Growing your child’s talent means getting him smart about taking advantage of his unique opportunities (Photo credit: Wikipedia)

Growing your child’s talent to 10,000 hours of world-class talent is akin to hiking forest trails. At many bifurcation points along the trail you will have to make decisions as to whether to continue to the left or to the right. Some side-paths will only be visible and available to your child because of his unique position in time, place, and in his network of relationships with others. Some clearly marked trails will be overcrowded with lots of other traditional students: noisy and impossible to get around to the front of the crowds blocking your child’s way. In the same way, you should encourage your child to keep moving forward, but to jump onto different side-paths as he sees opportunities that will take him around obstacles and onto unique and less crowded learning paths.

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What to Do with Already Bought Curriculum

excellence in writing waste of time.jpg

What to do with already bought curriculum? Make it serve the talent your child is building in his life (or better yet, start a blog). Here’s an example of what this means in the context of a popular homeschooling resource published by Excellence in Writing. When you look at the table of contents, it lists the essays and articles it uses in order to demonstrate the course’s writing techniques and asks your student to use the same content for practice – it does not care what the content is about, only that you have something to demonstrate its method. If your child has a music focused talent, only one in all that entire list of articles pertains to music, with a largely useless one from the perspective of a talented musician, about Thomas Jefferson playing the violin to relax. This course represents about 300 hours of solid work with only 20 hours related to music. Instead of losing 300 hours, your child can gain an extra 300 hours of talent building by substituting each article in that curriculum with a serious one related to music.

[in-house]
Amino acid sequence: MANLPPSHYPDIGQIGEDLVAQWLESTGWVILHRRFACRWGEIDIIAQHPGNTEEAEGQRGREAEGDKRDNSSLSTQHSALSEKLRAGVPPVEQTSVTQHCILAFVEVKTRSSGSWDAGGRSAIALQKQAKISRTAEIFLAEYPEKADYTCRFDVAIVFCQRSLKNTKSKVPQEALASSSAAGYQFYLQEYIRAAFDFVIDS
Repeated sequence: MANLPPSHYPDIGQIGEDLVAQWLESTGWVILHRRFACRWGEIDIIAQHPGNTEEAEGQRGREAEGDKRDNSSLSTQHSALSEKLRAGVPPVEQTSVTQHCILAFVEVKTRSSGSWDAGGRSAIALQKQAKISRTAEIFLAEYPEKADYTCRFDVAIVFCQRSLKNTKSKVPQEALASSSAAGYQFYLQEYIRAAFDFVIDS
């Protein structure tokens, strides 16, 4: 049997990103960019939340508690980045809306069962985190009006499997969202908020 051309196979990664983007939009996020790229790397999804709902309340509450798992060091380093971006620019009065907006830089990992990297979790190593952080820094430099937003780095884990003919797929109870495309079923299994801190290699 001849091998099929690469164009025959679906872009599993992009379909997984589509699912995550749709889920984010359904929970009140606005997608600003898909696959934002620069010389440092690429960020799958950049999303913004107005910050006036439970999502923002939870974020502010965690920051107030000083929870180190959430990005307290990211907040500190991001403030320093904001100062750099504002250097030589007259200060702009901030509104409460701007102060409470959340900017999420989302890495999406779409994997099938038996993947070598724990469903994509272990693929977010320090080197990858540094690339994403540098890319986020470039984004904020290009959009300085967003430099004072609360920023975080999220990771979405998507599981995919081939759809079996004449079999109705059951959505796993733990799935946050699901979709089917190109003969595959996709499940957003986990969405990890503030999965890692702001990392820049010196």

Twaddle Me Some Useless Facts

what is homeschool twaddle

Agree for your children to learn useless facts, but only those that have strategic value that will help keep the social peace within your immediate environment. Do you really need to memorize all the county seat names of your State or country? Probably not, but maybe your old great-grandpa Herman who lives with you is insistent that your children will grow up to be barbarians without a chance to make it in life unless they do. He’s not on the Internet, but he still remembers WWII and that back then they had to memorize that list in boot camp and that proves that it was that kind of toughness that saved civilization. You can waste time on that list, but only because it has strategic value to keep a critical peace – the rest of the stuff is SPAM and you must ruthlessly spend time cutting out the twaddle if your children are going to become great in their talent.

She is Drawing, Not Talking Her Way Through History


What if your arts talented daughter could draw through most of her history curriculum, instead of talking and writing her way through it? Wouldn’t that accelerate her talent development?

What do you do with an arts oriented daughter who is having difficulty following a standard history curriculum? Instead of keeping her at a disadvantage, put her talent back in service by having her sketch or trace scenes from that time in history using the many available art history books. Because artists will have specifically focused on important points from that era, it will be easy for your daughter to draw her way through history, rather than primarily talk and write her way through it. Instead of losing time building her talent while she is doing traditional schooling, she is actually gaining ground and learning how paid artists apply their trade to bring value to others.

Curriculum for Character and Talent

Sculpture of Julius Caesar by 17th century Fre...

To make headway with your child’s architecture talent don’t just study Julius Caesar – study instead his power as expressed through architecture. (Photo credit: Wikipedia)

You are doing great if you can turn your character-based Christian curriculum into a curriculum that can also build up your child’s talent like this fictional report from “Practical-Dad:

It was awkward at first to red-pen words out of my son’s character-based curriculum questions and insert instead an aspect of his architecture talent that he wants to develop, but I am growing confident. For example, he had a short writing assignment that asked him to talk about the kind of power that Julius Caesar exercised over Rome. I re-worded the question so that it asked him to talk about how the public buildings were used at that time to exercise the power of Julius Caesar. Amazing! He is now excited about writing his essays and we have had to tell him several times in the last few days to stop and come to the lunch table.